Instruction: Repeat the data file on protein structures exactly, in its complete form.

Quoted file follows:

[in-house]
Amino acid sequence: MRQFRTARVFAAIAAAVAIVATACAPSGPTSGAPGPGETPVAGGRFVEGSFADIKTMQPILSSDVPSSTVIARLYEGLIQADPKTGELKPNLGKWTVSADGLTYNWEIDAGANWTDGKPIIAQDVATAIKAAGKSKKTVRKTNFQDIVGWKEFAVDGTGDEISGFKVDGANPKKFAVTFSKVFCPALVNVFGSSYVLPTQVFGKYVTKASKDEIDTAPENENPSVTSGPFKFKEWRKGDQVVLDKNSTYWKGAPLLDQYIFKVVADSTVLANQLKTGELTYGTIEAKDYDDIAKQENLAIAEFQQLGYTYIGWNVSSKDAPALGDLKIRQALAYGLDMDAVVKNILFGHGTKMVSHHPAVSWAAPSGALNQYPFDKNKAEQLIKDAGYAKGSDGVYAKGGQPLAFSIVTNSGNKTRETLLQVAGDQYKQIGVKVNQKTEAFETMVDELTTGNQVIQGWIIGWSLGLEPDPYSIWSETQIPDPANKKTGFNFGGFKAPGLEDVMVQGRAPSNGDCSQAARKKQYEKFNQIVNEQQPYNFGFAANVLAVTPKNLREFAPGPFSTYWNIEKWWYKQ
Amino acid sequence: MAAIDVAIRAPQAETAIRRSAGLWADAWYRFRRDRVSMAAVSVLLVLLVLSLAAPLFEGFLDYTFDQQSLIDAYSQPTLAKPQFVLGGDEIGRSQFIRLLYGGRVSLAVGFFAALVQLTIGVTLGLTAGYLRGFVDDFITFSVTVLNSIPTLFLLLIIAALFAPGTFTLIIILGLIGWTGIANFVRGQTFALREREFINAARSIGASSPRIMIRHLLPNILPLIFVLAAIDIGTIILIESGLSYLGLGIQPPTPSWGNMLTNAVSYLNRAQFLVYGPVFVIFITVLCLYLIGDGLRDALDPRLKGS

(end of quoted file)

[in-house]
Amino acid sequence: MRQFRTARVFAAIAAAVAIVATACAPSGPTSGAPGPGETPVAGGRFVEGSFADIKTMQPILSSDVPSSTVIARLYEGLIQADPKTGELKPNLGKWTVSADGLTYNWEIDAGANWTDGKPIIAQDVATAIKAAGKSKKTVRKTNFQDIVGWKEFAVDGTGDEISGFKVDGANPKKFAVTFSKVFCPALVNVFGSSYVLPTQVFGKYVTKASKDEIDTAPENENPSVTSGPFKFKEWRKGDQVVLDKNSTYWKGAPLLDQYIFKVVADSTVLANQLKTGELTYGTIEAKDYDDIAKQENLAIAEFQQLGYTYIGWNVSSKDAPALGDLKIRQALAYGLDMDAVVKNILFGHGTKMVSHHPAVSWAAPSGALNQYPFDKNKAEQLIKDAGYAKGSDGVYAKGGQPLAFSIVTNSGNKTRETLLQVAGDQYKQIGVKVNQKTEAFETMVDELTTGNQVIQGWIIGWSLGLEPDPYSIWSETQIPDPANKKTGFNFGGFKAPGLEDVMVQGRAPSNGDCSQAARKKQYEKFNQIVNEQQPYNFGFAANVLAVTPKNLREFAPGPFSTYWNIEKWWYKQ
Amino acid sequence: MAAIDVAIRAPQAETAIRRSAGLWADAWYRFRRDRVSMAAVSVLLVLLVLSLAAPLFEGFLDYTFDQQSLIDAYSQPTLAKPQFVLGGDEIGRSQFIRLLYGGRVSLAVGFFAALVQLTIGVTLGLTAGYLRGFVDDFITFSVTVLNSIPTLFLLLIIAALFAPGTFTLIIILGLIGWTGIANFVRGQTFALREREFINAARSIGASSPRIMIRHLLPNILPLIFVLAAIDIGTIILIESGLSYLGLGIQPPTPSWGNMLTNAVSYLNRAQFLVYGPVFVIFITVLCLYLIGDGLRDALDPRLKGS